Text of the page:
A "deed in lieu of foreclosure" is a negotiated remedy between a defaulting borrower and a lender. The borrower transfers title to the property to the lender, and the lender cancels the foreclosure.
Because a foreclosure and deed in lieu affect your credit in pretty much the same way—they're both really bad—it might not be worth bothering to complete a deed in lieu unless you can get the lender to agree to:
If your lender agrees to accept a deed in lieu of foreclosure and waive or reduce the deficiency, make sure that the agreement includes a waiver to this effect.
If the lender refuses to include such a waiver, and nothing in your state's laws prohibit lenders from suing borrowers for the deficiency after a deed in lieu of foreclosure, you could later find yourself facing a lawsuit filed by your lender to recover the difference between the amount you owe and the property's fair market value.
Like a deed in lieu of foreclosure, a "short sale" is also a negotiated remedy between a defaulting homeowner and the lender. The borrower sells the house for an amount less than the outstanding mortgage debt, and the lender agrees to accept this lesser amount and cancel the foreclosure.
Lenders sometimes impose conditions on its acceptance of a short sale. The most common conditions are:
If you're pursuing a short sale, do your best to negotiate with your lender to remove these conditions from your short sale agreement and to include language releasing you from liability for any debt that remains after the short sale closes.
Though, again, be aware that if the lender forgives all or part of the deficiency and issues you a 1099-C, you might face a tax liability.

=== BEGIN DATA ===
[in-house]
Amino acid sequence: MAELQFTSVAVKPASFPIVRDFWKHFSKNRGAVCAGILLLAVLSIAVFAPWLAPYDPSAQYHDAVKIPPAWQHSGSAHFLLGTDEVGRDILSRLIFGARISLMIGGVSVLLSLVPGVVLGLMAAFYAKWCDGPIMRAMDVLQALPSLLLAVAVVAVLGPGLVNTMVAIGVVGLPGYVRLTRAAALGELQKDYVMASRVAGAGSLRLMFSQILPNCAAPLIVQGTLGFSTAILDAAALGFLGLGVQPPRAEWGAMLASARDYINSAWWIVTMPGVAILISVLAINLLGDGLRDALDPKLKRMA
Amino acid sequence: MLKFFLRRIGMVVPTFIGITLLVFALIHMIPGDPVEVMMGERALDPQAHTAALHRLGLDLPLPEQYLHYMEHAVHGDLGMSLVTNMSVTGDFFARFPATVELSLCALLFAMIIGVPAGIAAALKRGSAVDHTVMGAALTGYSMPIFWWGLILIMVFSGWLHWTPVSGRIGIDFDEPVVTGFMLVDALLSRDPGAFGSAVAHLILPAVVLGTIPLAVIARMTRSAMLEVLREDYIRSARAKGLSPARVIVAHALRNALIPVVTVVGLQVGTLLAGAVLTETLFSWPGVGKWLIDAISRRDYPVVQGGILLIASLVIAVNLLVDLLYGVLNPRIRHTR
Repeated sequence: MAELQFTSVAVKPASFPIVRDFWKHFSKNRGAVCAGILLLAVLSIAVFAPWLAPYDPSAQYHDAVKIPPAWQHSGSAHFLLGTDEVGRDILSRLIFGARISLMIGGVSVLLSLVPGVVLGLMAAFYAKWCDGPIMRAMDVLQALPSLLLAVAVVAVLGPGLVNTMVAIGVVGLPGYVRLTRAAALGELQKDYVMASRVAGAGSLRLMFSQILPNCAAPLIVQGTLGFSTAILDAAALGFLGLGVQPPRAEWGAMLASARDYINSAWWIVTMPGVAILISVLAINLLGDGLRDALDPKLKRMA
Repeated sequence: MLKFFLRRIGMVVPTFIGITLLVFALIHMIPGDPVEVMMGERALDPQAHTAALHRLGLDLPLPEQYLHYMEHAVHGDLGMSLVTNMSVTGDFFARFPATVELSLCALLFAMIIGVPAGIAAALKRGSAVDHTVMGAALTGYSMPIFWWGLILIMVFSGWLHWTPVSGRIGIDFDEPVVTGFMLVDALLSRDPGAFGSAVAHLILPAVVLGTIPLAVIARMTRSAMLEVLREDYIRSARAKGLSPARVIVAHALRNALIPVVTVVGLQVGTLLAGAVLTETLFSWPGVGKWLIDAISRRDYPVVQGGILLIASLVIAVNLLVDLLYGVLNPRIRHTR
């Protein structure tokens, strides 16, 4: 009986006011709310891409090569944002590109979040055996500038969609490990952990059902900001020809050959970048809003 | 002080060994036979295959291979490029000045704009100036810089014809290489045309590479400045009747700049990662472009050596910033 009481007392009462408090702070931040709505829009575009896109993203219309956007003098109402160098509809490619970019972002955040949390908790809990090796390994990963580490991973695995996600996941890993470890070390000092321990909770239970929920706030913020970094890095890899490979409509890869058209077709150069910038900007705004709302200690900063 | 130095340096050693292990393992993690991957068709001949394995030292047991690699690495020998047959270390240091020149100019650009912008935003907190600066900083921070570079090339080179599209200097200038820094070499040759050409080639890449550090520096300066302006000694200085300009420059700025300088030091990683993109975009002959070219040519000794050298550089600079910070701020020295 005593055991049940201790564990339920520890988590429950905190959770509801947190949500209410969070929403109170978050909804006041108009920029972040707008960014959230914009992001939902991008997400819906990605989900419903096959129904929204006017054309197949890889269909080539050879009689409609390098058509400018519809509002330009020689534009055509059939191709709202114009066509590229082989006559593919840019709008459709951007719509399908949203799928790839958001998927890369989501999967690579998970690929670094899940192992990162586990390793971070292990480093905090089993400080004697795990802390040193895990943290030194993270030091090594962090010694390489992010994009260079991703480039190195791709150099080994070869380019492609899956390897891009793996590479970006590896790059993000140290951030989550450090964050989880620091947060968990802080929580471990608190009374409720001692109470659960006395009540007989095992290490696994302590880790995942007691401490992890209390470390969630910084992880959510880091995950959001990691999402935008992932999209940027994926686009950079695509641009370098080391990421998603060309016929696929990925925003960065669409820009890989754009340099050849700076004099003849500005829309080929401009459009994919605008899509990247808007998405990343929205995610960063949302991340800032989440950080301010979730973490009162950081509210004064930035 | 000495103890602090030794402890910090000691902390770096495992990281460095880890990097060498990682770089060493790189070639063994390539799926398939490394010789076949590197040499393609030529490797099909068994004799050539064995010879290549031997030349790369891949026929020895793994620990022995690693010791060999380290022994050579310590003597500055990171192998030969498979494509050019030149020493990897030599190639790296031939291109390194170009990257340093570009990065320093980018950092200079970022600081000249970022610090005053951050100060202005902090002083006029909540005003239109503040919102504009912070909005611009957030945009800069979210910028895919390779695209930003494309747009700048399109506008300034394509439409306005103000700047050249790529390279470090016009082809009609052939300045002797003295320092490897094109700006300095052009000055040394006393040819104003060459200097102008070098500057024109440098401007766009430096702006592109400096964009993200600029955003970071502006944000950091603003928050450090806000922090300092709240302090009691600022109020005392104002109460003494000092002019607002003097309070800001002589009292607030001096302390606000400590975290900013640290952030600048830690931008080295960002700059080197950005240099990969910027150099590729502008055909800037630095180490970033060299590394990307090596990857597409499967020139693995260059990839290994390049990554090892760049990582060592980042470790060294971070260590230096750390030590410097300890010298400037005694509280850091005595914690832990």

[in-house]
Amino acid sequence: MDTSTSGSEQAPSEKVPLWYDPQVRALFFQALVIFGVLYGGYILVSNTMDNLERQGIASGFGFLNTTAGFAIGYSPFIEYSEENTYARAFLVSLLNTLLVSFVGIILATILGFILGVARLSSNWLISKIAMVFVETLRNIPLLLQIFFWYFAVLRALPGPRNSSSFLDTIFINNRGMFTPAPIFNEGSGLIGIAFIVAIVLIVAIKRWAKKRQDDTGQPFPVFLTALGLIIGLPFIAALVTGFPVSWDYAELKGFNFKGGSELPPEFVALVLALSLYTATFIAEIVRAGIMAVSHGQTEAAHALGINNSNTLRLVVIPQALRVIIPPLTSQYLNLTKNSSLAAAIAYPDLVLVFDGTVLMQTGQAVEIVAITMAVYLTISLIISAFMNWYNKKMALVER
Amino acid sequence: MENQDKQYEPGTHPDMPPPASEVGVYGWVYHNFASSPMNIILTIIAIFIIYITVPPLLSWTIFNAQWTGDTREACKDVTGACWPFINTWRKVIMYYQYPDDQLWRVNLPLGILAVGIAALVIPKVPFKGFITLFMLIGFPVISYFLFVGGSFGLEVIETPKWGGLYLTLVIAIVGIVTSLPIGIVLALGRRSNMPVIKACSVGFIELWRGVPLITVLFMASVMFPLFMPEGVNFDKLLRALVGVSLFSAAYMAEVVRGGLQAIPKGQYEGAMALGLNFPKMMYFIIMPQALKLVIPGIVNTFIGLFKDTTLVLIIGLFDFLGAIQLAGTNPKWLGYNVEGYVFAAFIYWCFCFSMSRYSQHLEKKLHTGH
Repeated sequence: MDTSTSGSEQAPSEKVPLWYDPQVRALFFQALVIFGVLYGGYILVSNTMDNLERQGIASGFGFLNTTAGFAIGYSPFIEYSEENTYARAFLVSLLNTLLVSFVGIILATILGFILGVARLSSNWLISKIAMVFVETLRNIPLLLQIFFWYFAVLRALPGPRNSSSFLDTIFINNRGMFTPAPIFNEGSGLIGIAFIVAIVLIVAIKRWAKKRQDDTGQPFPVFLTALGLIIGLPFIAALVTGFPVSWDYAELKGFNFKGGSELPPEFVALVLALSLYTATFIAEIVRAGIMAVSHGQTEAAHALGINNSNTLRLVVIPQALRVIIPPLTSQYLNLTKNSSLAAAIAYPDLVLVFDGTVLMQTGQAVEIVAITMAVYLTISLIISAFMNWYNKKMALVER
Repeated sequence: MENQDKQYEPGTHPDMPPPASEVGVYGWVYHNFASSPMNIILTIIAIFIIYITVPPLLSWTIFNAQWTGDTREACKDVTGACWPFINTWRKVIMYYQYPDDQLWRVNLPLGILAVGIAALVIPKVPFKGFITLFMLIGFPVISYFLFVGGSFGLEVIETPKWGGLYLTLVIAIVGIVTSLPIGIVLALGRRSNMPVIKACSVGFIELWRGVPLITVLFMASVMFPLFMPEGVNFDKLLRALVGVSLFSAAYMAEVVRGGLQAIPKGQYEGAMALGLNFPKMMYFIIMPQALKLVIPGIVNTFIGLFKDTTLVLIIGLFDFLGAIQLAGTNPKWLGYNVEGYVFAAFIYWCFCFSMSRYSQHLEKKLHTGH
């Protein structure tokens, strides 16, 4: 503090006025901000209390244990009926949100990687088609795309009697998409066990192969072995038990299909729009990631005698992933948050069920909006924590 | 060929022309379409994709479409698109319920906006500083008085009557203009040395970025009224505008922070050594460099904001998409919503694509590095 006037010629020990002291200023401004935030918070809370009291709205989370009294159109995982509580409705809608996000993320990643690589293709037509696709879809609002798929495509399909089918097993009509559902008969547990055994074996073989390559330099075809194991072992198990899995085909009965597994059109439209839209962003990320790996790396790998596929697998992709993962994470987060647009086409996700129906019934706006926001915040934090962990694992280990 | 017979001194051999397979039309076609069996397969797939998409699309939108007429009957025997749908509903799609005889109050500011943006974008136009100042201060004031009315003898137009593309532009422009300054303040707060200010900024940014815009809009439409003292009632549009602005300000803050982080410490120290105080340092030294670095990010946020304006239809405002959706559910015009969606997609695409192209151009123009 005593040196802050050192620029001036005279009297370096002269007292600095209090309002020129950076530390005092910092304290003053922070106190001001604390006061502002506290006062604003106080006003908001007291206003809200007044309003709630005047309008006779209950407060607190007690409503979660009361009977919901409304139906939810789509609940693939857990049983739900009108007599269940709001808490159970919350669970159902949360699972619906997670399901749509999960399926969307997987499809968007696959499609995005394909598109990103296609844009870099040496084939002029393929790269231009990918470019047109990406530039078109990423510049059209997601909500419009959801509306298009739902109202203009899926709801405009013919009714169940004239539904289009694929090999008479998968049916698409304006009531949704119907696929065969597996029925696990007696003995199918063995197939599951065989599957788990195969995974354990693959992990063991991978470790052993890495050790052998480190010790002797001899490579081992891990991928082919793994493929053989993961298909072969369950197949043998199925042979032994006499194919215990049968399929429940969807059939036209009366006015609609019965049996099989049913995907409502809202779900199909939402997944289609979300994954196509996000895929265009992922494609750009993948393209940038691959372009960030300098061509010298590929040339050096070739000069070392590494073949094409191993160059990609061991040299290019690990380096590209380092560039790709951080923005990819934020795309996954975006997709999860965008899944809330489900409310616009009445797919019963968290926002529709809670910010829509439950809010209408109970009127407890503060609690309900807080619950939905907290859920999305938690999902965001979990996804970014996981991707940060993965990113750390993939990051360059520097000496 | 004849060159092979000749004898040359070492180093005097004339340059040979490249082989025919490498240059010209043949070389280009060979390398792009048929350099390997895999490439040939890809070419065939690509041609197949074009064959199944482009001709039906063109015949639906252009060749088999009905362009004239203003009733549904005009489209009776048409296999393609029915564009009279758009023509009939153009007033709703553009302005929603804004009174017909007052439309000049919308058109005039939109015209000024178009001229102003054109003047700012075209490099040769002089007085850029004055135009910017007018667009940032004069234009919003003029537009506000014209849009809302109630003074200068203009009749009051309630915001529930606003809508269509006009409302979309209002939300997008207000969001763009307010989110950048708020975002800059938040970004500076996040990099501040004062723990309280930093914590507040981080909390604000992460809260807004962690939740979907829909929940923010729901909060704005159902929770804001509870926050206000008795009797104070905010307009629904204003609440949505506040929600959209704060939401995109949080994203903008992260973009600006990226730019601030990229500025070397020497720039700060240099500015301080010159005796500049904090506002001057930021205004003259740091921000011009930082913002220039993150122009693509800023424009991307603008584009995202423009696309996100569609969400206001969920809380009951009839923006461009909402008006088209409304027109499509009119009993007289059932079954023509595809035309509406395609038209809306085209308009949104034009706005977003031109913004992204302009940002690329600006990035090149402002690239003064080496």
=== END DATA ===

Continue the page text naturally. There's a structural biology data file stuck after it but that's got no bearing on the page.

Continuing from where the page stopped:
It's not unusual for a homeowner to have a second, or even a third, mortgage on the property. For a deed in lieu of foreclosure or short sale to work, all of the subordinate lienholders must agree to the terms of the deed in lieu of foreclosure or short sale agreement and release their liens on the property.
Getting all mortgage holders to agree might be close to impossible to achieve, particularly with a deed in lieu of foreclosure. To encourage the subordinate lienholders to agree to a deed in lieu of foreclosure or short sale, the holder of the first mortgage might offer a financial incentive in exchange.
You will face some negative consequences after completing a deed in lieu of foreclosure or short sale.
One negative consequence is a drop in your credit score. Keep in mind, however, that your credit score would also have dropped after a foreclosure.
While it's a commonly-held belief that short sales and deeds in lieu of foreclosure have less of a negative impact on credit scores than foreclosure, in reality, the effect is basically the same.
Another possible consequence of a deed in lieu of foreclosure or short sale is a deficiency judgment. As noted above, you should try to negotiate with your lender to include language in your deed in lieu of foreclosure or short sale agreement releasing you from liability for any deficiency that remains.
If your lender refuses to do so and is successful in suing you for a deficiency judgment, try to negotiate a settlement for less than the amount of the judgment or to pay off the judgment over time. Though, again, there could be tax consequences if the lender forgives part of the deficiency.
As a final resort, filing for bankruptcy could eliminate your deficiency debt.
As previously mentioned, if the lender decides to write off the the deficiency as a loss, you might owe income tax on the amount of the forgiven debt. But you might fall under an exception to this general rule.
For example, if you can prove that you were insolvent when the debt was forgiven, you would have no income tax liability. To get information about your potential tax liability, talk to a tax lawyer.
If you need additional help working out a way to avoid foreclosure, or you want to learn about how foreclosure works in your state or about potential defenses to foreclosure in your situation, consider talking to a foreclosure attorney.
To learn more about short sales and deeds in lieu of foreclosure, or to get help submitting an application to your servicer asking for one of these options, consider talking to a HUD-approved housing counselor.